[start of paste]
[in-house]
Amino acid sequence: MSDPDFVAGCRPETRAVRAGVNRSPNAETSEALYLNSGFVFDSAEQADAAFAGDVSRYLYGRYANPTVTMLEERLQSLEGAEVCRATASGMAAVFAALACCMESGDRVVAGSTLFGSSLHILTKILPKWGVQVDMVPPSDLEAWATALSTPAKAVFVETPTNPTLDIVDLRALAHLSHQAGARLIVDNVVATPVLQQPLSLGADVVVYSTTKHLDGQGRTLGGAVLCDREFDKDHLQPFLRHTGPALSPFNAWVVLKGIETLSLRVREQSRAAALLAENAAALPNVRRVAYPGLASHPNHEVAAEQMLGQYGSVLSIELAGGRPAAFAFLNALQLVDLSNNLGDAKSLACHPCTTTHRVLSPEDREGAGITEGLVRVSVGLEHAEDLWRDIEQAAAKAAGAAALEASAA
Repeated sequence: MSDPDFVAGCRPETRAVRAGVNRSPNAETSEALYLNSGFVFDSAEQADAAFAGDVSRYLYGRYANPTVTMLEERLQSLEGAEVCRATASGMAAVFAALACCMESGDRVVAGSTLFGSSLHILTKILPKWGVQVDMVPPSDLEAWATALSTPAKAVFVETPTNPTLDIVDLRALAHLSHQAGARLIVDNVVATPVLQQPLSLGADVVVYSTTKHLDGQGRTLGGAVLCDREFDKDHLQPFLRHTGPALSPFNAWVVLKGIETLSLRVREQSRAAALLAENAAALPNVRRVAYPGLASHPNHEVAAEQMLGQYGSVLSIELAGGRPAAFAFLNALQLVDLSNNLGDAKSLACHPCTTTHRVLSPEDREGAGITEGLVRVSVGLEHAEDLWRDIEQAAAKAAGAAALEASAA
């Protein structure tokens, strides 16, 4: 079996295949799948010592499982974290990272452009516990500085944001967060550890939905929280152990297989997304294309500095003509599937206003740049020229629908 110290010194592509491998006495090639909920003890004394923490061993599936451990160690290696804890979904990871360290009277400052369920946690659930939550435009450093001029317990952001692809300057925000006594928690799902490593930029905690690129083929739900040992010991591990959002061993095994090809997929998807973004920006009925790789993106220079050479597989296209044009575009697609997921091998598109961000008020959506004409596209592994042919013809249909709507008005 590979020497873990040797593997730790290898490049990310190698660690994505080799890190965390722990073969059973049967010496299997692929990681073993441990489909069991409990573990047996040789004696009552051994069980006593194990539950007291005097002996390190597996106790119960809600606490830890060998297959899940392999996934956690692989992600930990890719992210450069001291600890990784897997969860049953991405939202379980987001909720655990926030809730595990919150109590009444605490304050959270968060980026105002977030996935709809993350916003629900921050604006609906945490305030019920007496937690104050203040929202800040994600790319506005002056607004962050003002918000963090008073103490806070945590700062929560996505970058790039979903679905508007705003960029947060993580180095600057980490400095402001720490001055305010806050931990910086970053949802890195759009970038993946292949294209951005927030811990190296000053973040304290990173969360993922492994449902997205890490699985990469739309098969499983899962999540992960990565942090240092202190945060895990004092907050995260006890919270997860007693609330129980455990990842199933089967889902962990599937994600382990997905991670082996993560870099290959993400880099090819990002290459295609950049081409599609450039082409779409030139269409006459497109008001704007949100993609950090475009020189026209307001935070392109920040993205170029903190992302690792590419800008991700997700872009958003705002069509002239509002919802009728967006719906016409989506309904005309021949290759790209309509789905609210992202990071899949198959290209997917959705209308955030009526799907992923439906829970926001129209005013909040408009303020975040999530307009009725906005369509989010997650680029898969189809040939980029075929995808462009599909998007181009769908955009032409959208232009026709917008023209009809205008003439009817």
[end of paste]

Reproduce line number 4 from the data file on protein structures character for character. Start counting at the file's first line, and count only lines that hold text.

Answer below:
């Protein structure tokens, strides 16, 4: 079996295949799948010592499982974290990272452009516990500085944001967060550890939905929280152990297989997304294309500095003509599937206003740049020229629908 110290010194592509491998006495090639909920003890004394923490061993599936451990160690290696804890979904990871360290009277400052369920946690659930939550435009450093001029317990952001692809300057925000006594928690799902490593930029905690690129083929739900040992010991591990959002061993095994090809997929998807973004920006009925790789993106220079050479597989296209044009575009697609997921091998598109961000008020959506004409596209592994042919013809249909709507008005 590979020497873990040797593997730790290898490049990310190698660690994505080799890190965390722990073969059973049967010496299997692929990681073993441990489909069991409990573990047996040789004696009552051994069980006593194990539950007291005097002996390190597996106790119960809600606490830890060998297959899940392999996934956690692989992600930990890719992210450069001291600890990784897997969860049953991405939202379980987001909720655990926030809730595990919150109590009444605490304050959270968060980026105002977030996935709809993350916003629900921050604006609906945490305030019920007496937690104050203040929202800040994600790319506005002056607004962050003002918000963090008073103490806070945590700062929560996505970058790039979903679905508007705003960029947060993580180095600057980490400095402001720490001055305010806050931990910086970053949802890195759009970038993946292949294209951005927030811990190296000053973040304290990173969360993922492994449902997205890490699985990469739309098969499983899962999540992960990565942090240092202190945060895990004092907050995260006890919270997860007693609330129980455990990842199933089967889902962990599937994600382990997905991670082996993560870099290959993400880099090819990002290459295609950049081409599609450039082409779409030139269409006459497109008001704007949100993609950090475009020189026209307001935070392109920040993205170029903190992302690792590419800008991700997700872009958003705002069509002239509002919802009728967006719906016409989506309904005309021949290759790209309509789905609210992202990071899949198959290209997917959705209308955030009526799907992923439906829970926001129209005013909040408009303020975040999530307009009725906005369509989010997650680029898969189809040939980029075929995808462009599909998007181009769908955009032409959208232009026709917008023209009809205008003439009817």